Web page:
Saturday, 24 February, 2024

Monetary Policy For Economic Revival

Uttam Maharjan


Nepal Rastra Bank (NRB) has unveiled the monetary policy for the fiscal year 2077/78. The monetary policy has come out at a time when the whole country is going through a bad patch due to the COVID-19 pandemic. Due to the lockdown enforced to curb the spread of the novel coronavirus, almost every sector of the economy has suffered a lot. Although the lockdown has been relaxed, various sectors like business, industry, hospitality, tourism, transportation and education are still stuck in the mud. All the sectors badly hit by the COVID-19 pandemic were expecting relief from the government through the monetary policy. And the monetary policy has addressed most of the woes of such sectors.

In fact, the recently unveiled monetary policy aims at reviving the sagging economy by helping out economic players like banks and financial institutions (BFIs), industries and businesses and even the general public hit hard by the COVID-19 pandemic. So the monetary policy may be considered a departure from its predecessors.
NRB has, through the monetary policy, extended the tenure of loan repayment by six months to one year on the basis of types of businesses and the financial condition of loan clients. The tenure may be further extended in case the situation worsens. NRB has also allowed restructuring or rescheduling of loans so as to give relief to loan clients. If such restructuring or rescheduling proves to be inadequate, financial instruments like private equity, venture capital, debt equity conversion and special purpose vehicle may be adopted to give respite to suffering businesses. The monetary policy aims at developing the stock market. For this, NRB has raised the ceiling of margin lending from 65 per cent to 70 per cent of the share value. This will enable people to invest more in the stock market. The stock market is part of the financial market.
NRB has made it mandatory for banks to invest 15 per cent of the total loan portfolio in agriculture, 10 per cent in hydropower and 15 per cent in micro, cottage and small industries by the end of Asadh of 2081 as against 10 per cent in agriculture and 15 per cent in energy and tourism as per the previous provision. The new provision is designed to give a fillip to agriculture, hydropower and other sectors. However, the monetary policy is silent on employing migrant workers who have returned from abroad in such sectors.
NRB has made a provision that will enable BFIs to refinance five times the money held in the refinancing fund. A refinancing facility has been made available to BFIs at one per cent for export-oriented industries, sick industries and other defined industries; at two per cent for micro, cottage and small industries; and at three per cent for defined industries. It is good news for borrowers that they can avail themselves of loans at lower interest under the scheme, ranging from three to five per cent. The provision for refinancing is a great relief for the businesses hit hard by the COVID-19 crisis.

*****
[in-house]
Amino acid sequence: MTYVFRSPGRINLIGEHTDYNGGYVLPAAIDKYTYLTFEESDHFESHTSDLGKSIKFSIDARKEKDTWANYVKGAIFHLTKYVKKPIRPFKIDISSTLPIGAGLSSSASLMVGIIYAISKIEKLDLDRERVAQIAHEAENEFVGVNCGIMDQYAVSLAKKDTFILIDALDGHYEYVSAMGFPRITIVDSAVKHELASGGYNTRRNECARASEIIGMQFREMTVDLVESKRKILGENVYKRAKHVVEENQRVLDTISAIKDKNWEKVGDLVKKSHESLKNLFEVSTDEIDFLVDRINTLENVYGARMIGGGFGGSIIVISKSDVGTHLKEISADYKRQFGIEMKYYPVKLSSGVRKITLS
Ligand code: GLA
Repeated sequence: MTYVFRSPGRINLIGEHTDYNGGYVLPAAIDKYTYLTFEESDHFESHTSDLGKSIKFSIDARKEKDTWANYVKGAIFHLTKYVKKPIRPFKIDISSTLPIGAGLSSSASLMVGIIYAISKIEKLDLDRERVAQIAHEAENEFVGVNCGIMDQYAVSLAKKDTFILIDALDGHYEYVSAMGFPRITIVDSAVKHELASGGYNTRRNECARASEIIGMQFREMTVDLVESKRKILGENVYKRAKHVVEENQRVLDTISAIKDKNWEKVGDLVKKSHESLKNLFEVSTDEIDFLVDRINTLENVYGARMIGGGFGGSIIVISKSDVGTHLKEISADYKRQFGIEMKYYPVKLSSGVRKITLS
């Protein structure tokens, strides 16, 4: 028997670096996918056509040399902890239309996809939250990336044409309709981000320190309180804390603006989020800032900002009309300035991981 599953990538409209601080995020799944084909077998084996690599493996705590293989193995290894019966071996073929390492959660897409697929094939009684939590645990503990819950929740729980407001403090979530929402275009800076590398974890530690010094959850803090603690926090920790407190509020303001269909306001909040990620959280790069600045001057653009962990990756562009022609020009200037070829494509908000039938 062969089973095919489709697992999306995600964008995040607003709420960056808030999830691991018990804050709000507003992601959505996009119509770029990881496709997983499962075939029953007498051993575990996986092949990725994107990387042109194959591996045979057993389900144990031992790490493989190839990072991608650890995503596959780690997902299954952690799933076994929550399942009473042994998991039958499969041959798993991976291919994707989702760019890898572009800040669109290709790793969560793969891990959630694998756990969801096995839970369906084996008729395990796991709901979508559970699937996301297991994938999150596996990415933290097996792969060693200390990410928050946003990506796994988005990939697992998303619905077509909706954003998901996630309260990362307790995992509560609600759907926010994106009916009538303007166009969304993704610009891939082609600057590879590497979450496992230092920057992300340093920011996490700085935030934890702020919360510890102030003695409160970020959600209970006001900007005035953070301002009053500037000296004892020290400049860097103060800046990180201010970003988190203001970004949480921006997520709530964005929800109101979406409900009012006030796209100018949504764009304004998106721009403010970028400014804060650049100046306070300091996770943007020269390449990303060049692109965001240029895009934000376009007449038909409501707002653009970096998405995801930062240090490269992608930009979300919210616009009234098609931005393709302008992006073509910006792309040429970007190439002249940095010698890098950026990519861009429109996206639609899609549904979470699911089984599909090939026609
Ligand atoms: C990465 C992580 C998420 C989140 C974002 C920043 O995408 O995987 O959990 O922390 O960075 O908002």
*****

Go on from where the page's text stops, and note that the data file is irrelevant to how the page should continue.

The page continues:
The policy has also brought relief for banks. Banks have been lobbying for a long time that the credit to core capital-cum-deposit (CCD) ratio be revised so as to make space for more lending. This time, NRB has raised the cap on the CCD ratio to 85 per cent from 80 per cent. This will release an additional Rs. 120 billion in the market for lending. There is a liquidity of Rs. 166 billion in the market now. Although banks have not been able to invest in lending in comparison to the mobilisation of deposits, this situation is expected to come to an end after the abnormal situation due to the COVID-19 pandemic has limped back to normal. Although the statutory liquidity ratio (SLR) has been slashed by one per cent, the interest spread rate has not been revised as expected by banks. The cash reserve ratio (CRR) has also remained unchanged.
The monetary policy has presented a challenge to banks to expand credit by 20 per cent. For this, an additional Rs. 900 billion needs to be injected into the banking sector. An increment in the CCD ratio by 5 per cent and the available liquidity may be of some help in this regard. Still, it will be arduous for banks to mobilise this much amount.
NRB has raised the issue of salaries and fringe benefits of CEOs and other high-ranking officials. The salary of a CEO is so high that it may be even ninety or hundred times the salary of the lowest-level staff. This is simply against social justice. One of the arguments is that the salary of a CEO must be very high because he or she is appointed on contract. But this argument is simply lame. Other staff appointed on contract do not get a very high salary. NRB raised this issue over a decade ago but nothing has been done in this regard. Now, NRB has stated that the salary and fringe benefits of CEOs will be reviewed and BOD allowances will also be scrutinized as a cost-cutting measure, which is a welcome step.

Mergers and acquisition
NRB has encouraged mergers in the banking sector. The banks opting for a merger will get a waiver of 0.5 per cent on the CRR and one per cent on the SLR as well as other facilities. The issue of mergers and acquisition has been in the market for a long time. Many BFIs have also merged, reducing the number of financial players. Still, the number of commercial banks has not remarkably decreased as expected. So NRB is trying to further reduce the number of commercial banks through mergers and acquisition.
In a nutshell, the monetary policy is positive as it aims at giving relief to the COVID-19-affected sectors, creating a business- and investment-friendly environment, setting in motion economic activity and resurrecting the stagnant economy as a whole. That is why the monetary policy has been welcomed by almost all the sectors.

(Former banker, Maharjan has been regularly writing on contemporary issues for this daily since 2000.